Stu Jackson, C34 IA Secretary, #224 1986, "Aquavite"  San Francisco Bay, SR/FK, M25, Rocna 10 (22#) (NZ model)

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« Reply #12 on: April 01, 2012, 10:12:07 AM »

In some of the OLD literature for M25 engines, there was a discussion that said, essentially, "If you pull out the shaft, you WILL have to remove the pump to reinsert the shaft."

That was because there was a female end on the shaft and a male end on the engine side.

The "newer" (mine's a 1986) Oberdorfer pumps have male end on the shaft and a female end on the engine side.

This makes pulling the shaft and replacing the impeller a SIMPLE job WITHOUT having to take the pump body off the engine.

Here's a picture of the INSIDE of the engine with the female end.  Match that with the picture of the shaft in the earlier posts and you'll see how easy it is.  Make sure the impeller is ALL THE WAY in the pump, or else you won't be able to put the faceplate on.  How do you know if it's in all the way?  Read the last sentence.   Very Happy  In my case, I wondered about it, then just kept turning the shaft until it slid in all the way.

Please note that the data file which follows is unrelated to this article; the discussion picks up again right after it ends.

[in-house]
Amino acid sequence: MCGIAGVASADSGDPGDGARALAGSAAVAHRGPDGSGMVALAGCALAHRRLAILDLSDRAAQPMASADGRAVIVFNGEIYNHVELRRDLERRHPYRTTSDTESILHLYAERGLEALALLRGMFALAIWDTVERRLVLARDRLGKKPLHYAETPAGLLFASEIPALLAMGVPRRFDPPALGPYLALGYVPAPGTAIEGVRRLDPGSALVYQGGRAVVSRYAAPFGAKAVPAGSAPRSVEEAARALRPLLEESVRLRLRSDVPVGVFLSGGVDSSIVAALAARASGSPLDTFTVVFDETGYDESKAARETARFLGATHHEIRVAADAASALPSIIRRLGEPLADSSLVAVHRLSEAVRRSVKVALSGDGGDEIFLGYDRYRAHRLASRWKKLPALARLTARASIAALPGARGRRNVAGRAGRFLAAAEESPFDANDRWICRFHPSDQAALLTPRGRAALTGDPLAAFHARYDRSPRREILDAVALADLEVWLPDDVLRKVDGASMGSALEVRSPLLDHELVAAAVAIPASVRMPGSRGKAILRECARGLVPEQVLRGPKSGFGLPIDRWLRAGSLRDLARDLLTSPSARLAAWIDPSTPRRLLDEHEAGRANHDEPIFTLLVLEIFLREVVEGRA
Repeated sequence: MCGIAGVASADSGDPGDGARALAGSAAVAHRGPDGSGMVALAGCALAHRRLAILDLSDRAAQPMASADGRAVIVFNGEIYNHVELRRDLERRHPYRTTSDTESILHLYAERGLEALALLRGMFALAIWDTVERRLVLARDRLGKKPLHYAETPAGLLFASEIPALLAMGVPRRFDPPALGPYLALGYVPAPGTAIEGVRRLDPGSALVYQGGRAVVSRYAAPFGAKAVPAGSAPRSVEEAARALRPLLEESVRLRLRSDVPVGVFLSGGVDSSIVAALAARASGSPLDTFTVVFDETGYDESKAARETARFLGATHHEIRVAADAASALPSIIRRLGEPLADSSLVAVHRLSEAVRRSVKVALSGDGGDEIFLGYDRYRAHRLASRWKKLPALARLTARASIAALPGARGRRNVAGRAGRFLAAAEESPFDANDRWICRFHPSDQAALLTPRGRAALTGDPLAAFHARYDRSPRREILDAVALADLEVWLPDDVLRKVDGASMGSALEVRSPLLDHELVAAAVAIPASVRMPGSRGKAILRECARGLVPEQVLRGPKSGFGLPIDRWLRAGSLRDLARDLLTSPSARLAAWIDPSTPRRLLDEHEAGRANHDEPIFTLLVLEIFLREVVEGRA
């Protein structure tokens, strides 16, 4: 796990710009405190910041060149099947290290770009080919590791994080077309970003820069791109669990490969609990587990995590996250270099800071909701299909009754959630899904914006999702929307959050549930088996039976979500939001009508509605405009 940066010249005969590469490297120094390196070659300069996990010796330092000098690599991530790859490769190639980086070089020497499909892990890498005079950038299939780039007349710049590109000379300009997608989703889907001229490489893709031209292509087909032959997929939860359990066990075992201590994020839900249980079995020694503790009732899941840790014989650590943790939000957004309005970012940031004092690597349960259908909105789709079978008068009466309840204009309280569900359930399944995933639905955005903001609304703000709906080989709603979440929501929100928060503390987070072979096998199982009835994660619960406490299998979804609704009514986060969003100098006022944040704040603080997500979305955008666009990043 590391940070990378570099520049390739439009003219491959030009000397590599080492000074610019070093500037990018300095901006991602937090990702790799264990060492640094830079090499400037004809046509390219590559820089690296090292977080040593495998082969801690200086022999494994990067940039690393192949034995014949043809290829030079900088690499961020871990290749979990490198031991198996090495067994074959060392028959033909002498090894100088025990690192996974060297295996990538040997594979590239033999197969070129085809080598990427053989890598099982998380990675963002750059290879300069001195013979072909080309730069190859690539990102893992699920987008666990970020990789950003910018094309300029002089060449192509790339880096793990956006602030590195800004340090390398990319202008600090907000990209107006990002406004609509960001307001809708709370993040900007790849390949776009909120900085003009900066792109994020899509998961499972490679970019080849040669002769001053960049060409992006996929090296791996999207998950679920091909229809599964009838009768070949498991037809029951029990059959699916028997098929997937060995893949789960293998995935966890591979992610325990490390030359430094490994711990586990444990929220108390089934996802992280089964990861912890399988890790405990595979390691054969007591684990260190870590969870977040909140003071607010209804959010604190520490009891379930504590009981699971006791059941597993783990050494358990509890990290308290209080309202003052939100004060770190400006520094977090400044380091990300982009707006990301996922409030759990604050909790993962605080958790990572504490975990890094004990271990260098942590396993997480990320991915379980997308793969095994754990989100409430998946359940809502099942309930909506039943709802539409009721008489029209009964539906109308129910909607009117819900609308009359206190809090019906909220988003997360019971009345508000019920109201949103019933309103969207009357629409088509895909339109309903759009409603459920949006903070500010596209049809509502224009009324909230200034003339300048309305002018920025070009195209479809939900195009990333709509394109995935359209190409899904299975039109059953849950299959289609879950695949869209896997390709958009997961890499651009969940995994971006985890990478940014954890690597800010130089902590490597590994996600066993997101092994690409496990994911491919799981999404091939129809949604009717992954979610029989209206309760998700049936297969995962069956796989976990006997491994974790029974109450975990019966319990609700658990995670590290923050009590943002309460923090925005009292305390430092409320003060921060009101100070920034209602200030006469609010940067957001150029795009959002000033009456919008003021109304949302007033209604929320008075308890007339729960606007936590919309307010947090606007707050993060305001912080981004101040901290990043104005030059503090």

This picture was taken with the pump off to be able to show the inside end of the engine.

OBERDORFER PUMP MODELS

There are two you can choose from: the N 202M-15, which has an O ring on the faceplate and a reversible faceplate, or the standard 202M-15 which uses a paper gasket for the faceplate with only one "inside" face on the faceplate. We have the 202M-15 in this topic.

"Crud" on the Aluminum Timing Belt Cover Above the Pump

Please note the "giveaway" scaling above and around the pump.  While I don't think the seals were the cause of this, because there was no distinct weeping, it appears that the paper gasket between the pump and the engine had deteriorated and the salt water was "creeping" all around the pump.  I'm going to clean that up and repaint.

For repainting engines, see "Engine Paint" here:  http://c34.org/bbs/index.php/topic,4600.0.html


* P1030909 inside engine (Small).JPG (80.58 KB, 720x480 - viewed 270 times.)
« Last Edit: April 03, 2012, 12:56:09 PM by Stu Jackson » Logged